I’m getting impatient with the idea that the reason we should empower African women is to lift African economies, as UN under-secretary-general and executive director of UN Women, Phumzile Mlambo-Ngcuka, argued in The Sowetan on Sunday.
I’m not fed up with this proposition because economic growth isn’t important for African countries (although I do think we focus on it excessively). Nor am I suggesting that a nation’s economic growth does not benefit women, it certainly has the potential to. However, to be empowered, means to be able to challenge the obstacles that stand in the way of self-realisation. And while a declining economy is unequivocally an impediment to self-realisation, it is far from the only one. Oppression caused by exploitive traditions, social attitudes, sexual norms, neo-colonialist exploitation, the institution of family, international politics, the legal system, higher education, professional spaces etc. can be equally harmful.
Furthermore, considering that increased prosperity in African nations has not necessarily made women any more empowered, Mlambo-Ngcuka’s article, and the endless din of commentary and policy that similarly argue that the principal motive to empower women is a nation’s economic growth, strike me as absurd and annoying in equal measure.
I find it especially unfortunate when African women themselves weave together women’s empowerment with the ideology of “smart economics” – the credo that institutions such as the World Bank (whose study Mlambo-Ngcuka rests her argument on) ties to its gender equality initiatives. The central idea being that expanding women’s economic opportunities is “nothing more than smart economics” (pdf).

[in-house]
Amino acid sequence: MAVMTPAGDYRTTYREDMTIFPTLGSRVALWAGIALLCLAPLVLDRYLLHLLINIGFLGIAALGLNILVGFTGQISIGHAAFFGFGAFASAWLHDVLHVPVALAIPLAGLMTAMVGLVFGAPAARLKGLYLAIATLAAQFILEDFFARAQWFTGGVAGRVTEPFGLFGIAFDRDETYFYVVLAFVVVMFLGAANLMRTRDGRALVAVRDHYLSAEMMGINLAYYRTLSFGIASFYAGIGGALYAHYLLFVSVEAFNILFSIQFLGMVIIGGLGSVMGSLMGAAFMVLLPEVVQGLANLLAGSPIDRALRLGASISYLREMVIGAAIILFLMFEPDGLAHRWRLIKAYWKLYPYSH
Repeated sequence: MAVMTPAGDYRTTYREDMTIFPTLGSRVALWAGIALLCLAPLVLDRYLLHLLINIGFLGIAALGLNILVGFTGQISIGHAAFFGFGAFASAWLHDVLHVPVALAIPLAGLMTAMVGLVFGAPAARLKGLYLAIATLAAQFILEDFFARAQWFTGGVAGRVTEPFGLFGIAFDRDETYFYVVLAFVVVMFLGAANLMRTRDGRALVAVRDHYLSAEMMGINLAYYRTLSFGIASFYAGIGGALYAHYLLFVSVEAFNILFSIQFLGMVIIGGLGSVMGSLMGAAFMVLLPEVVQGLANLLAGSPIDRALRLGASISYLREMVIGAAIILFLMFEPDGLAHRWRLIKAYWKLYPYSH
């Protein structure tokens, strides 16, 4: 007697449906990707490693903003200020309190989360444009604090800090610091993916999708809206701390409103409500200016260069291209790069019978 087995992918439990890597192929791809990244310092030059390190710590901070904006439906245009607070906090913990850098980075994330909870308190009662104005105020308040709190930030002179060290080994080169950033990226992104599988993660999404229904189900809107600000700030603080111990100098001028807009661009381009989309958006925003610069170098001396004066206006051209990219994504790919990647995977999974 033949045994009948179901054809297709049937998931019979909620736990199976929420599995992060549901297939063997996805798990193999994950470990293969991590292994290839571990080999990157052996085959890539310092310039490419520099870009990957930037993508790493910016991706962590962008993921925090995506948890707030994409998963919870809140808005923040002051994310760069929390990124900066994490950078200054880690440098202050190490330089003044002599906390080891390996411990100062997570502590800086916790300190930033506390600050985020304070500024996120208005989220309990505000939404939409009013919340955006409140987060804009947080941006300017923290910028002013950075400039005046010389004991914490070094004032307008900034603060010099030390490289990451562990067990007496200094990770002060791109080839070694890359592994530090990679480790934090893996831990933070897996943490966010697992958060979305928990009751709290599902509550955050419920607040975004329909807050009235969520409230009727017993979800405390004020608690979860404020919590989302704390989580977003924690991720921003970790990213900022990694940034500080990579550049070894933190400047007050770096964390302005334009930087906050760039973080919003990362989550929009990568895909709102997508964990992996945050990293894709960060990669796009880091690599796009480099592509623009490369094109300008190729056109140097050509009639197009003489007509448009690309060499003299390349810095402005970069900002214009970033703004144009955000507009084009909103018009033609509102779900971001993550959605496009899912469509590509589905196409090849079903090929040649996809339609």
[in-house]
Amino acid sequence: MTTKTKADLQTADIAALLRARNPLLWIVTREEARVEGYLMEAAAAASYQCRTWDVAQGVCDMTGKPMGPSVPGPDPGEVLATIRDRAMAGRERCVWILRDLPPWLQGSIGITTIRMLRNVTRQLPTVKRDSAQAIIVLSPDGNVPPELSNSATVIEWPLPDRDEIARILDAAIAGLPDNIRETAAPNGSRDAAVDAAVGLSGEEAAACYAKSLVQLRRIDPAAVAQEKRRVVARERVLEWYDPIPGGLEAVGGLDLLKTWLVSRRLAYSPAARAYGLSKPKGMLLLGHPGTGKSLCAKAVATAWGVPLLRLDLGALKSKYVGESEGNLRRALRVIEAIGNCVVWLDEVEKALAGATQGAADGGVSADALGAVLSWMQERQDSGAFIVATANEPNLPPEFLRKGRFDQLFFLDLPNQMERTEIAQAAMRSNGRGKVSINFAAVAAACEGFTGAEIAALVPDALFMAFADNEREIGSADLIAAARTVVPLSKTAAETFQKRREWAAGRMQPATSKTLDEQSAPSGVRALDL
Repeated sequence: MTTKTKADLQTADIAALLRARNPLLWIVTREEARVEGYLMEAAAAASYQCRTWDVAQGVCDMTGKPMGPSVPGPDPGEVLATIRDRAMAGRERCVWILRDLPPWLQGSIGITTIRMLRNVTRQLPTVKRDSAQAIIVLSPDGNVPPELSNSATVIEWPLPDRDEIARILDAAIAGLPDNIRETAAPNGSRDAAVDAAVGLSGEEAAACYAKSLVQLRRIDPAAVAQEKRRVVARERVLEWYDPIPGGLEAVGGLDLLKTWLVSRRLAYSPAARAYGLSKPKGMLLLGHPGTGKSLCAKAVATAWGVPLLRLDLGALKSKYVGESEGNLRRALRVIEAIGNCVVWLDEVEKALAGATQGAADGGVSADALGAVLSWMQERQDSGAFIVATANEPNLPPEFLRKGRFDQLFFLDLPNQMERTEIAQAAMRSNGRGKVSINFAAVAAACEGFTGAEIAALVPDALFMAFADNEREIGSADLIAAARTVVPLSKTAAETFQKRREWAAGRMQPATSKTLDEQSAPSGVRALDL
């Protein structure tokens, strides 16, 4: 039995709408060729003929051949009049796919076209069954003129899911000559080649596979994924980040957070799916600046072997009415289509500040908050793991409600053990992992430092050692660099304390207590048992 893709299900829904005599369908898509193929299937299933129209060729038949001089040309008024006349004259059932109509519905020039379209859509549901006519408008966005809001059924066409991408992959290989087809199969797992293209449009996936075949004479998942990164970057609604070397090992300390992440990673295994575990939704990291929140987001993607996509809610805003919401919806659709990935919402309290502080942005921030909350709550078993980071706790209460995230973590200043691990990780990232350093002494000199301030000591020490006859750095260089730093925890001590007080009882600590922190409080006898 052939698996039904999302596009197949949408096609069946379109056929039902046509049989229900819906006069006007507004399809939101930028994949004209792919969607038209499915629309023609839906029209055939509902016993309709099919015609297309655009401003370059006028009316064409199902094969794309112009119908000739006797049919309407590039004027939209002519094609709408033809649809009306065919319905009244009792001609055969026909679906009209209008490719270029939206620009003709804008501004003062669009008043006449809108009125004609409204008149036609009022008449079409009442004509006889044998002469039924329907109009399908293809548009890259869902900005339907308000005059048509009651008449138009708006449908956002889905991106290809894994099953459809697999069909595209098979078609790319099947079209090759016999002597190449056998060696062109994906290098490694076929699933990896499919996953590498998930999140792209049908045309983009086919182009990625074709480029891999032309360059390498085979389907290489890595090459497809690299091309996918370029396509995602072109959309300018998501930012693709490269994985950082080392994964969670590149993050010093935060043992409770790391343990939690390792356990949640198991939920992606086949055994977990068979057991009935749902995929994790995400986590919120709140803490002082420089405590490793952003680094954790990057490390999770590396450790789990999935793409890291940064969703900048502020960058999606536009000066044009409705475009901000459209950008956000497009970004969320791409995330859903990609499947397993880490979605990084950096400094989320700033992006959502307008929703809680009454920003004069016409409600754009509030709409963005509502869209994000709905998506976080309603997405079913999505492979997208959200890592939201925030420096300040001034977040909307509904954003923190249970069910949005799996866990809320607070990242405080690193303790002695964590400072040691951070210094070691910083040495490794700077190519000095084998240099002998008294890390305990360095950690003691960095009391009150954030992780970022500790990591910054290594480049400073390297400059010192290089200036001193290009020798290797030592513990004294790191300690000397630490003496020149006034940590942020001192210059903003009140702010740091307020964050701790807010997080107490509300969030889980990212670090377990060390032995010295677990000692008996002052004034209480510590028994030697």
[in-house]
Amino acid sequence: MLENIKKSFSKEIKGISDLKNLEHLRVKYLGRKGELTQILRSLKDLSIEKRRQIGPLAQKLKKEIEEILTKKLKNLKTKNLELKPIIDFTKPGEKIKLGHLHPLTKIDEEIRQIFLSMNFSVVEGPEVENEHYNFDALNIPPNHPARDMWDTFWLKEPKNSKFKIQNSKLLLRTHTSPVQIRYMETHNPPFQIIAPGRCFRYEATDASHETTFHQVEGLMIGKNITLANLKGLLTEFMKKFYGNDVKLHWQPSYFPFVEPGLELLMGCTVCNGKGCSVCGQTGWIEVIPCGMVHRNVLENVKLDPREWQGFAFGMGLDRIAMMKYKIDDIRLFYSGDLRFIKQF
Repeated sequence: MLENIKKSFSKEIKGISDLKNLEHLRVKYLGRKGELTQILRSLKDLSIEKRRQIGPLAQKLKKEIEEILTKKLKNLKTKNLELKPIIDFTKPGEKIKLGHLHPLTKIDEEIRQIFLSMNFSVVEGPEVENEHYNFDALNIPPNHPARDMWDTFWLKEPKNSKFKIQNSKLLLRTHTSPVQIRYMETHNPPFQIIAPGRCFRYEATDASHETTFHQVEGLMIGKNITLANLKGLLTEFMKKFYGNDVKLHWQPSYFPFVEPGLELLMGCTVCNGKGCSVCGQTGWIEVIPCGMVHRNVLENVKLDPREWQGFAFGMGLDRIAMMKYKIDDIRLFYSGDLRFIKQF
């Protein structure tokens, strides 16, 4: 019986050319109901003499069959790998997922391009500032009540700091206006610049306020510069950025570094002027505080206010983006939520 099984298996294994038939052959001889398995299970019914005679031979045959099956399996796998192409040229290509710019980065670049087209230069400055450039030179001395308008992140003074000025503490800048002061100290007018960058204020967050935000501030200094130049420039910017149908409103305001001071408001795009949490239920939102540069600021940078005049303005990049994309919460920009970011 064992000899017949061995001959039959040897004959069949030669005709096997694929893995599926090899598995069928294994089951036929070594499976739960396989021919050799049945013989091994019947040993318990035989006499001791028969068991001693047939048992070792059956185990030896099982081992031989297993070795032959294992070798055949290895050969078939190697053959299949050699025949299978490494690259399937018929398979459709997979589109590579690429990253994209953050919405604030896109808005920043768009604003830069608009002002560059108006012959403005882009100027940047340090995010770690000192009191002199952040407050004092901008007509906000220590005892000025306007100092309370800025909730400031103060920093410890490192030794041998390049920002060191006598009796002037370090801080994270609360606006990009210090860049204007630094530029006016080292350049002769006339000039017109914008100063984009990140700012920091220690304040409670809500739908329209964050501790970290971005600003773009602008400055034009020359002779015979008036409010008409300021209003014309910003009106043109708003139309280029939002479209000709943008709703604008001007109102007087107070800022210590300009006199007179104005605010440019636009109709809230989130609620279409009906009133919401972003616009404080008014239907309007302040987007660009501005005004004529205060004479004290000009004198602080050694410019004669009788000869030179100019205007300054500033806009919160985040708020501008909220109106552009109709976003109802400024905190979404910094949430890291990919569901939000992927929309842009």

How devoid of genuine concern. By contrast, expanding women’s economic (as well as their social and political opportunities) is a heck of a lot more than smart economics, thank you very much. Actually, just to be clear, here’s the point of women’s empowerment – the point of empowering women is that if women are truly empowered we will end patriarchal rule and be able to live our lives free of male dominated structural oppression.
And here’s another thing, women will not end patriarchal rule if we single-mindedly focus on economic growth to the detriment of understanding how social, political, cultural and historical factors disempower us. Above all, women will never stop being dominated by men if we do not centre the struggle of empowerment on psychological empowerment. That is to say, the biggest obstacle to fighting oppression is letting the oppressor control your mind.
In fact, the very meaning of the term ’empowerment’ is rooted in the mind. The prefix ‘em’ stems from Latin, meaning to ‘put into’. The suffix ‘ment’, in Latin, signifies something having to do with the mind. Thus, empowerment connotes to put power into the mind.
In its early stages, in the 1970s, empowerment was therefore a term that activists, intellectuals and grassroots feminists used in order to confront the structural oppression of women. In fact, it was a key term for the civil rights movement as well, where it provided a counter-hegemonic idea for black Americans fighting against white supremacy.
Believe you me, if people paid homage to the origins of the term ‘empowerment’, it most certainly would not be the darling of organisations such as Coca-Cola, whom Mlambo-Ngcuka writes is empowering African women in partnership with UN Women, and who in all seriousness is positioning itself at the forefront women’s empowerment in Africa.
These are some of the reasons why I have started to think of progress in terms of “repowerment” rather than empowerment. The prefix ‘re’ originally connotes ‘to undo’ and ‘to breathe new life into’. So by re-powerment I am suggesting that we undo this uncritical, depoliticised and senseless way of speaking about women and power and breathe new life into the discourse.
In other words, we need to stop dallying with patriarchal fantasies of women as nothing more than a potential economic bonanza. Instead, we must interpolate African feminist consciousness into all this smart-economics-empowerment-speak. Gender equality is indeed necessary for economic growth, but economic growth is not the only reason we want gender equality.
Image is Ealy Mays’s version of the African Mona Lisa sourced from wikicommons.